'Qayamat Ki Raat' message during Ramzan puts Mumbai police on alert
A message circulating among the Muslim community claimed that "anything could happen" on Friday, the 15th day of the holy month of Ramzan, cops bolstered security outside major mosques in the city
A Message circulating on social media platforms proclaiming Friday (July 3) as 'Qayamat Ki Raat' and warning the Muslim community to stay indoors sent the Mumbai police into a tizzy. On Thursday night, police rushed to bolster security outside major mosques in the city and cleared hawkers and vehicles from these areas on Friday.
Taking no chance: Police personnel stand guard at Zaveri Bazaar. Areas near major mosques in the city were made no-parking zones and were cleared of vehicles and hawkers. Pic/Suresh KK
Since Thursday, the message is being circulated on Facebook and WhatsApp proclaiming that Friday, the fifteenth day of the holy month of Ramzan, would be 'Qayamat Ki Raat (Judgement Day)' and 'anything could happen' on this day.
The message also warned that the Muslim community should take care and not venture out of their homes.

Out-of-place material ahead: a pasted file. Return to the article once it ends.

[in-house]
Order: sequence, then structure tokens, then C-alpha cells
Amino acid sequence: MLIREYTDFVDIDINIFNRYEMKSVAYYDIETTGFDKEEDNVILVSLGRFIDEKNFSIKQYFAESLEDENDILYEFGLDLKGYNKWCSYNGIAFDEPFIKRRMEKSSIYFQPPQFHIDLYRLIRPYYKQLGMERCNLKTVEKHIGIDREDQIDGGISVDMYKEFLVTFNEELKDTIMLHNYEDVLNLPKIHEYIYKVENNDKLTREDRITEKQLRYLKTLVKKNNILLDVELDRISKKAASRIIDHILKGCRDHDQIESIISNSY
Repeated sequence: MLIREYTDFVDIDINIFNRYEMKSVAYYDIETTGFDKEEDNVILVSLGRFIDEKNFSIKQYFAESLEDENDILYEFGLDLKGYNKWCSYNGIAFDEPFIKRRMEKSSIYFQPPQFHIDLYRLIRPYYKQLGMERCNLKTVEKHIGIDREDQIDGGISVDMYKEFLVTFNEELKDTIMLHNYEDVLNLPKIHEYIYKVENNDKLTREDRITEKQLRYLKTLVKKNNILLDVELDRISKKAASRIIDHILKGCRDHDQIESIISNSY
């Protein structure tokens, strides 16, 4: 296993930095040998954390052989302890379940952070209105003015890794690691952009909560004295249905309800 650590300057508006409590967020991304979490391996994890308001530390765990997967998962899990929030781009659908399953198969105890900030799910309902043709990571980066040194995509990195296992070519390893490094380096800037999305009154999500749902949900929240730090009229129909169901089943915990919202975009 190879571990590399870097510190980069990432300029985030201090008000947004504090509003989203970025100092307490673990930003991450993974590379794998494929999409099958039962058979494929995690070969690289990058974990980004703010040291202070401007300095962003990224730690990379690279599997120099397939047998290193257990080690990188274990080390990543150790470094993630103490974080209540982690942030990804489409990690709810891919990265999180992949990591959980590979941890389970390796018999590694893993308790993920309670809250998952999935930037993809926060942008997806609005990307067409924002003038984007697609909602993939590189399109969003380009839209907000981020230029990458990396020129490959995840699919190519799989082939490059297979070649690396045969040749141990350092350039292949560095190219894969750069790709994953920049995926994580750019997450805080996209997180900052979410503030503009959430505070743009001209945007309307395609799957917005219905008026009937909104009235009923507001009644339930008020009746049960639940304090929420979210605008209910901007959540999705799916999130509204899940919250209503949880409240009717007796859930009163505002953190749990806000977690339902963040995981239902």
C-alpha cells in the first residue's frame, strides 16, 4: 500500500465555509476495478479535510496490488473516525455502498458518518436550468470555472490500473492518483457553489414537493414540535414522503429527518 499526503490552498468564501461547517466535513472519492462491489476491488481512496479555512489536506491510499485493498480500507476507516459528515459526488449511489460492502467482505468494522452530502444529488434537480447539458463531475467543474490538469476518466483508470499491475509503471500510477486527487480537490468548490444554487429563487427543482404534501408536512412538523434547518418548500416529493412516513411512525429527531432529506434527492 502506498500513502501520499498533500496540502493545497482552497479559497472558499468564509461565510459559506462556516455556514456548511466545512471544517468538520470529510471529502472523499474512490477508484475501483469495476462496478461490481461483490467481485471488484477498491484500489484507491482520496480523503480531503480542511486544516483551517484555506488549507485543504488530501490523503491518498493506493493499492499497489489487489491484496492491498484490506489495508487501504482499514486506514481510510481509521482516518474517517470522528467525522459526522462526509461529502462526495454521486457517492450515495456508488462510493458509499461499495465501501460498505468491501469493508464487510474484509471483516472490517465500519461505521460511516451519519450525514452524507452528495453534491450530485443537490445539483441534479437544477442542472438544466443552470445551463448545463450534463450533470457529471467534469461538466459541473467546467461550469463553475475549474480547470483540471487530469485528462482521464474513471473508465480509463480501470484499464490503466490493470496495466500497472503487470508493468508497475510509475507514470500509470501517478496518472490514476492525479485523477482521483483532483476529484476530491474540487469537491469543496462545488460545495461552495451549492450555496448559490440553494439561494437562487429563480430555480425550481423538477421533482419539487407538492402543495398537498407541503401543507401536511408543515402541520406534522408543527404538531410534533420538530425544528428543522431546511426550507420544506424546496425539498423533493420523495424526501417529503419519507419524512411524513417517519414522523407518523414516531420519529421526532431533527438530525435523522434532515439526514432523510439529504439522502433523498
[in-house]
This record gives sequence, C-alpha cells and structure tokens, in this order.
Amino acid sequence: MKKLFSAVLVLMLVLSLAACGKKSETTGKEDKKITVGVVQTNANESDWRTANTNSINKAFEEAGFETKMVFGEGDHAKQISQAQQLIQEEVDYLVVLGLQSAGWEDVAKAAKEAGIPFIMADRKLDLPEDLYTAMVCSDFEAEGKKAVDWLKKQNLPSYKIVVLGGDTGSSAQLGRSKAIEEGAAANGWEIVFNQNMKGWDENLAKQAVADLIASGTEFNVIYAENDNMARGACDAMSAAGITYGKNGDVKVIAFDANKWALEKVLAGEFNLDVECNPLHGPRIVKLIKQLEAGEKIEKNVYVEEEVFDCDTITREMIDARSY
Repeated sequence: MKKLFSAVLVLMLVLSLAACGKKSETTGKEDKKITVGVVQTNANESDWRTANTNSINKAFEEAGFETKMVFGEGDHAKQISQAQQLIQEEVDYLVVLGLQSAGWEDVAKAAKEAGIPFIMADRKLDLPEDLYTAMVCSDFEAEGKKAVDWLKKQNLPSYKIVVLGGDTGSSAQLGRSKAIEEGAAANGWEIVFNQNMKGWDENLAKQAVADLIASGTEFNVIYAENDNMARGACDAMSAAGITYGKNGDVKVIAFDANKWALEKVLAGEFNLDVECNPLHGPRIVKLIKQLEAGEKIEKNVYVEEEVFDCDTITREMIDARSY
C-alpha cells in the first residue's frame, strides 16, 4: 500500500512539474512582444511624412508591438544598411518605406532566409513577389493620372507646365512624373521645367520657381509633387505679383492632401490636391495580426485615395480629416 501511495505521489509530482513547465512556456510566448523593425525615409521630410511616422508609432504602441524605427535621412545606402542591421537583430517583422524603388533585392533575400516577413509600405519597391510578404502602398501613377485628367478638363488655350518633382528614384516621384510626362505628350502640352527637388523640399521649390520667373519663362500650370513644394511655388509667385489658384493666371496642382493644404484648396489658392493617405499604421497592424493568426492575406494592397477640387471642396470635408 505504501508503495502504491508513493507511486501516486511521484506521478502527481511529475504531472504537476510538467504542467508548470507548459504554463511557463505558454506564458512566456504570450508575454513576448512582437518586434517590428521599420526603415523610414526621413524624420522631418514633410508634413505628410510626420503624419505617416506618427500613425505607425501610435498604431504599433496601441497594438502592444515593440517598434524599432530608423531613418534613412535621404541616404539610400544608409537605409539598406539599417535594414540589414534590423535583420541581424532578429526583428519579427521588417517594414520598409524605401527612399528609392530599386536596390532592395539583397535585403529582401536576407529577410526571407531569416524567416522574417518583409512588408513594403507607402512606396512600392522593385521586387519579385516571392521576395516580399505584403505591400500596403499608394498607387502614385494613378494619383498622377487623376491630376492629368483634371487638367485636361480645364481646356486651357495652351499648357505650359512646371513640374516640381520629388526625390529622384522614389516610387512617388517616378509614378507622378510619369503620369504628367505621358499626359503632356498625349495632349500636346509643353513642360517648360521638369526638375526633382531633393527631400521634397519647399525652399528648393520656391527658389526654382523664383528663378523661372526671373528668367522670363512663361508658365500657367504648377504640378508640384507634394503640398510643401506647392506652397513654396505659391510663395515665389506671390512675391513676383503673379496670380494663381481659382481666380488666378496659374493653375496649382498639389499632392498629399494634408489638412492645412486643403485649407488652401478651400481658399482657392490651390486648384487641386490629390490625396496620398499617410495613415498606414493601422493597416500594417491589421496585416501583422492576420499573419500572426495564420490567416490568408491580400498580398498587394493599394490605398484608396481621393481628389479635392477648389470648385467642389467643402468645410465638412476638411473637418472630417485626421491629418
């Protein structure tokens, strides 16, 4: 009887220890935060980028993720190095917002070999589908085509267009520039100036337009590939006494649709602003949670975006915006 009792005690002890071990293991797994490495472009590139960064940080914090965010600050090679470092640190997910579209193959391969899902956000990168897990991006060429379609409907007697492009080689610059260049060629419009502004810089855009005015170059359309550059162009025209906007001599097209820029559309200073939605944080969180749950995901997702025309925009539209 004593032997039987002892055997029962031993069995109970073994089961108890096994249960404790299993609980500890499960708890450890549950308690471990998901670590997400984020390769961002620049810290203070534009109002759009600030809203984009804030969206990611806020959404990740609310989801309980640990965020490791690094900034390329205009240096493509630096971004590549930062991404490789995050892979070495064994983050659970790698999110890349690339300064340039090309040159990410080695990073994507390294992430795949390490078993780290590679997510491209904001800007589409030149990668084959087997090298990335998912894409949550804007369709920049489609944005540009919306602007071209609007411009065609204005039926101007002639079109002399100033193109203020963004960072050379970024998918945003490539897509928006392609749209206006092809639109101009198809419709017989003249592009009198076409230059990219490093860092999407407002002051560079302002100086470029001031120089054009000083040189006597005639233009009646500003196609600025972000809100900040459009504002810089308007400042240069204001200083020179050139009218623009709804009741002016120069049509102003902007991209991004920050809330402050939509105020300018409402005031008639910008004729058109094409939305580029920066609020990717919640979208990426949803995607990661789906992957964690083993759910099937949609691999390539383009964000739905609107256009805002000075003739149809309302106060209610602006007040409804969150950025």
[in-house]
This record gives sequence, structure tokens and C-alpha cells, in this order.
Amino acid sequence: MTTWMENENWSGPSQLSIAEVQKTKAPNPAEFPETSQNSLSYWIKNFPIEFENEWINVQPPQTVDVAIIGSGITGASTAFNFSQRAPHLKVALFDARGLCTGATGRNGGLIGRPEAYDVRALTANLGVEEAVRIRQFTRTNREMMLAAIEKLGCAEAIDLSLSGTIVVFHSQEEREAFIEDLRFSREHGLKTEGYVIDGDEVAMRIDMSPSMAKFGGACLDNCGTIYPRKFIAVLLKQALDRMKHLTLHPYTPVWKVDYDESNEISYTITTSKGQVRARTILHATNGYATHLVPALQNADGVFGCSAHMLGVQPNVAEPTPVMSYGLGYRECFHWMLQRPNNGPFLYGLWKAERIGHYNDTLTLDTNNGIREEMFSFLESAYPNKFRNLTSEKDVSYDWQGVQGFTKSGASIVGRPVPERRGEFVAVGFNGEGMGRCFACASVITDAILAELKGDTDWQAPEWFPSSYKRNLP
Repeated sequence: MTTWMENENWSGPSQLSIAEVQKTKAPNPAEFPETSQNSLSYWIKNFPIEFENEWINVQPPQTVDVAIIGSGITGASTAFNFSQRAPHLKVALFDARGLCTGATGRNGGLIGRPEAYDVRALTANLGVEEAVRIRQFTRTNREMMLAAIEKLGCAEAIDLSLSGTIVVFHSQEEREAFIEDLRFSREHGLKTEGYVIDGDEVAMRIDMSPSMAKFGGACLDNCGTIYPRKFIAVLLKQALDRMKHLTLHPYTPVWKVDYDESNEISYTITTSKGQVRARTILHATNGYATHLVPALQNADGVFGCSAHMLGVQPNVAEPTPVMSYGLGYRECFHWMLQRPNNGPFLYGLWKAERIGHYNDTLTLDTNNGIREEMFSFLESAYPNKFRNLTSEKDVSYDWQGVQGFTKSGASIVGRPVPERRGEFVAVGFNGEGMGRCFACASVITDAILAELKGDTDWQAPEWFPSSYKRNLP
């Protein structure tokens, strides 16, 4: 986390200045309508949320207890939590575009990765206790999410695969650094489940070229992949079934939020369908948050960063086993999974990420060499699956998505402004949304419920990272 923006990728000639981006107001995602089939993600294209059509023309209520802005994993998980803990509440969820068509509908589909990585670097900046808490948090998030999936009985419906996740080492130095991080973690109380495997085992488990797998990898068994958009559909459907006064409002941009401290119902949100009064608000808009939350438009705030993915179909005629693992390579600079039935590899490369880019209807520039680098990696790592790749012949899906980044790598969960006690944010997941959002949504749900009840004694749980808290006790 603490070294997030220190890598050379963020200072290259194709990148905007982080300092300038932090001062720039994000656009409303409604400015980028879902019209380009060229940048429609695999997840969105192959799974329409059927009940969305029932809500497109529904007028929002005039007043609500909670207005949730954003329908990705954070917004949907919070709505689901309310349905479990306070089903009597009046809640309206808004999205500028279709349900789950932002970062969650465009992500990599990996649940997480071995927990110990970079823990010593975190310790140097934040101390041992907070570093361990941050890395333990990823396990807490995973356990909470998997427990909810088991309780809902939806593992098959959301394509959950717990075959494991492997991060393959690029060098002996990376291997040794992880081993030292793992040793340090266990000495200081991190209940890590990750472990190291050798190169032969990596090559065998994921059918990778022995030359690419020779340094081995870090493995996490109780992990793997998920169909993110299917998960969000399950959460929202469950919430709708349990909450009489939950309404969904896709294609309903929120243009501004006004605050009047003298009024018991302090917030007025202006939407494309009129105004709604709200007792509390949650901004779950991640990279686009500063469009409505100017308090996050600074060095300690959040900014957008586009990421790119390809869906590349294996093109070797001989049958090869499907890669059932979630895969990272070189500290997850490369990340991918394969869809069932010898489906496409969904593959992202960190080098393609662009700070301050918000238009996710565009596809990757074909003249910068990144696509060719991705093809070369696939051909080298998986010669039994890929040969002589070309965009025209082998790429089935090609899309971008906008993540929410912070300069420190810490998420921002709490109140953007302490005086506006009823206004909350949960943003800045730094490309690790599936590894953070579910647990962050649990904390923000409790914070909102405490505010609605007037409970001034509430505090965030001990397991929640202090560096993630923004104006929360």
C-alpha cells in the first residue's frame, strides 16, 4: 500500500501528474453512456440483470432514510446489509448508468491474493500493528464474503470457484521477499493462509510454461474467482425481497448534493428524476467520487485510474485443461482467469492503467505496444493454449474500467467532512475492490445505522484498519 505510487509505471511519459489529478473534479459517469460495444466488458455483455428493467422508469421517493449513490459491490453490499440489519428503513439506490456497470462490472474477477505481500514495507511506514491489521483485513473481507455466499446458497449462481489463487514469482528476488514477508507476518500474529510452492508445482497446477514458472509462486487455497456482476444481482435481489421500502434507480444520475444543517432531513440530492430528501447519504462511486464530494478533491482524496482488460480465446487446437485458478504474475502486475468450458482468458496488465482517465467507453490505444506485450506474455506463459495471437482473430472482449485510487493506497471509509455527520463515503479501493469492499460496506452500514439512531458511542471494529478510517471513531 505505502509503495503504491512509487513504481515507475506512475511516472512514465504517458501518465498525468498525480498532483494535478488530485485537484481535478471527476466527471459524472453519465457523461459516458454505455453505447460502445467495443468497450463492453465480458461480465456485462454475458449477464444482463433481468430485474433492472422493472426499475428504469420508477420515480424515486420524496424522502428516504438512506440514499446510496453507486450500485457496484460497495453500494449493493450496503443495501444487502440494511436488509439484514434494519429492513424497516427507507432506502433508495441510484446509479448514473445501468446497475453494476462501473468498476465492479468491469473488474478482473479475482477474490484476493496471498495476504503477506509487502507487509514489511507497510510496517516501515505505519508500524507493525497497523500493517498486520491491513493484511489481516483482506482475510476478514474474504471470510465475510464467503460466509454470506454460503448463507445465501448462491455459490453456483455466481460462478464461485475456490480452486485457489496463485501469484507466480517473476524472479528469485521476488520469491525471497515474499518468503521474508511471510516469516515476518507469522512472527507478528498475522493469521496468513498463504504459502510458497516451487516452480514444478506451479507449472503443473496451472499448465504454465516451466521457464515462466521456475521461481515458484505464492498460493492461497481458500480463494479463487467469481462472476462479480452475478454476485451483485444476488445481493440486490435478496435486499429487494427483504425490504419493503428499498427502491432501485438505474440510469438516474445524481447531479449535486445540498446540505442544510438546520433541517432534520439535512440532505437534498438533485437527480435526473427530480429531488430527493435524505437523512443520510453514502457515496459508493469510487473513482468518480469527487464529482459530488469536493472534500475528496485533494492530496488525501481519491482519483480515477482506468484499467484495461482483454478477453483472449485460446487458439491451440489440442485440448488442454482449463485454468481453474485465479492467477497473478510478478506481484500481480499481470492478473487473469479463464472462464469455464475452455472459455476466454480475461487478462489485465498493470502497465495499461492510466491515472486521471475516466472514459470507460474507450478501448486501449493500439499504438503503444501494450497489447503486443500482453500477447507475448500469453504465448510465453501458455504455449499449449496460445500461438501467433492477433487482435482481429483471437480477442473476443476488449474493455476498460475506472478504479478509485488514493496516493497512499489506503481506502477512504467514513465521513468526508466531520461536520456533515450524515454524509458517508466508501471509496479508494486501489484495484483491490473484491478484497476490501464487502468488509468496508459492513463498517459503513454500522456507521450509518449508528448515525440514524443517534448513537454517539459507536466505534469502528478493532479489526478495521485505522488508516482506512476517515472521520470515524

After learning of this message, Commissioner of Police Rakesh Maria decided to increase security measures around major mosques in the city. A high alert was sounded in crowded areas like Lohar Chawl (CST), Zaveri Bazaar, Juma Masjid (Kalbadevi), J A Allana Road (Colaba), Mohammed Ali Road, Yusuf Meher Ali Road (Pydhonie), Minara Masjid (Mohd Ali road), Zakaria Masjid (Pydhonie), Kokani Masjid, parts of Dongri and J J Marg. Cops cleared these crowded areas of hawkers and vehicles and made it a no-parking zone.
The Intelligence Bureau had already sounded a terror alert last week, after the attack on a mosque in Kuwait
“There is a message doing the rounds in the Muslim community about Qayamat Ki Raat. A terror alert has also been sounded. So, we did not want to take any risks and cleared all crowded areas of hawkers and vehicles. We also checked for suspicious objects near mosques. A suicide bomber recently attacked a mosque in Kuwait and killed 27 people,” said a senior police officer, who did not wish to be identified.
Beginning Thursday night, and throughout the day on Friday, police checked nearby lodges and boarding houses for any signs of sabotage.
Police cited past terror attacks in July — be it the 13/7 blasts in 2011 that killed 26 people in three explosions at Dadar, Opera House and Zaveri Bazaar, or the 11/7 train bombings in 2006 which killed more than 200 people — as a reason for taking these steps.
“In the past, blasts have been seen in the month of July. Our commissioner Rakesh Maria had investigated the cases, so he has immediately put an alert and asked us to be vigilant,” said a police officer.